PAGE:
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Honeybees have a complex communication system. Between buzzes and body movements, they can direct hive mates to food sources, signal danger, and prepare for swarming – all indicators of colony health. And today, researchers are listening in.
Scientists based in Germany – with collaborators in China and Norway – have developed a way to monitor the electrostatic signals that bees give off. Basically, their wax-covered bodies charge up with electrostatic energy due to friction when flying, very similar to how rubbing your hair can make it stand on end. That energy then gets emitted through communications.
We were thrilled by the potential of directly accessing the social communication of bees with our method. For the first time we can ask the bees themselves whether their colony is in a healthy condition or whether they suffer from unfavorable environmental conditions including those caused by humans.”
Dr. Randolf Menzel, Free University of Berlin
The paper, recently published in the open access journal Frontiers in Behavioral Neuroscience, likens honeybee colonies to a canary in a coal mine. Bees are usually among the first species to be affected by pollutants such as insecticides, and weakened communications may indicate their damaging consequences. Such evidence may point to possible harm to other wildlife and ecosystems in a means which is quicker and cheaper than other procedures.
Menzel and his colleagues worked with 30 beekeepers across Germany over a period of five decades. They placed sensors and a central recording apparatus inside and out a specially designed hive, and tracked the honeybees’ electrostatic field (ESF) data.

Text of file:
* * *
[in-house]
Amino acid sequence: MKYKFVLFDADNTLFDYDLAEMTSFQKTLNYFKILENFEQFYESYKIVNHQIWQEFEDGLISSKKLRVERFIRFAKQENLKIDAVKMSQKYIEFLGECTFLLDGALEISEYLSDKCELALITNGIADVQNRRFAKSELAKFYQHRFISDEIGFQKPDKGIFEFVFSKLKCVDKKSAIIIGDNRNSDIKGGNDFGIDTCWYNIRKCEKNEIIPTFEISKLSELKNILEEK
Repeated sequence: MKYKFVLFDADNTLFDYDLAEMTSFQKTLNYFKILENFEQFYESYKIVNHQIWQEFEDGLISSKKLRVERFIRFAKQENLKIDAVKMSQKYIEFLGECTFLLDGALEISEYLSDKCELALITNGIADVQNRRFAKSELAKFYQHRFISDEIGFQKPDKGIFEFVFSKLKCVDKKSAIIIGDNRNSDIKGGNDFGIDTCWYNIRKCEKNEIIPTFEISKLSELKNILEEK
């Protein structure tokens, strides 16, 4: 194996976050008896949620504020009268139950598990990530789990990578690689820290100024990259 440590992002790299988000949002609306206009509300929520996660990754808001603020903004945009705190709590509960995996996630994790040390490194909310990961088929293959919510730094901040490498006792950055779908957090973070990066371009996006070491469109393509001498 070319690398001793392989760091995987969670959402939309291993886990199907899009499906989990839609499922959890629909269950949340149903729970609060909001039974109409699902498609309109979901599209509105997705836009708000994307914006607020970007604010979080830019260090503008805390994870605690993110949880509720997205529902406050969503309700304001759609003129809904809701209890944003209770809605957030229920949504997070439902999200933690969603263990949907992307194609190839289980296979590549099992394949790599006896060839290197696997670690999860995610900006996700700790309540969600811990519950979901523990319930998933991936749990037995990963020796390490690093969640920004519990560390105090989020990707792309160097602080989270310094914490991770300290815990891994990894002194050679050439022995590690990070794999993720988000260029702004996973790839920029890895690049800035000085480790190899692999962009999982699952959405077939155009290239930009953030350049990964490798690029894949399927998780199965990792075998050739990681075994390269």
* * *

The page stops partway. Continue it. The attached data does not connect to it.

They were especially interested in what is known as the”waggle dance,” a sophisticated messaging system where honeybees walk in a figure-eight pattern, then”waggle” back and forth through the stretched part of the intersection. This bee ballet communicates flight directions and distance. “Other bees follow the dancing bee, read the message of the dancer, and apply the information about direction and distance into an attractive food source in their outbound flights,” says Menzel.
The primary purpose of the research study was to gauge the feasibility of their recording system, which did indeed work, although Menzel notes that scaling up their system could be challenging, and”to find meaningful knowledge about the impact of pesticides and health conditions of bees at a larger area, we will have to use many devices across that region.”
Still, the researchers learned more about hive communication, and discovered exactly what Menzel described as”unexpected phenomena.” For instance, they discovered that bees play waggle dances at night as well as during the day, which insecticides used for treatment against pest mites had a negative influence on honeybees’ communication. They also discovered that ESF signals were emitted in preparation of swarming, and that their strength did not depend on environmental conditions such as humidity and UV radiation.
Menzel claims that their system collected a large number of data, and they need further studies to improve and finetune interpretation. “So far we’ve just begun to apply machine learning algorithms to quantify and separate the electrostatic field signals.”
In the future though, it is possible that eavesdropping on bees may offer rich and important information beyond the local pollen hotspot. Their communications may be crucial in understanding – and protecting – whole ecosystems.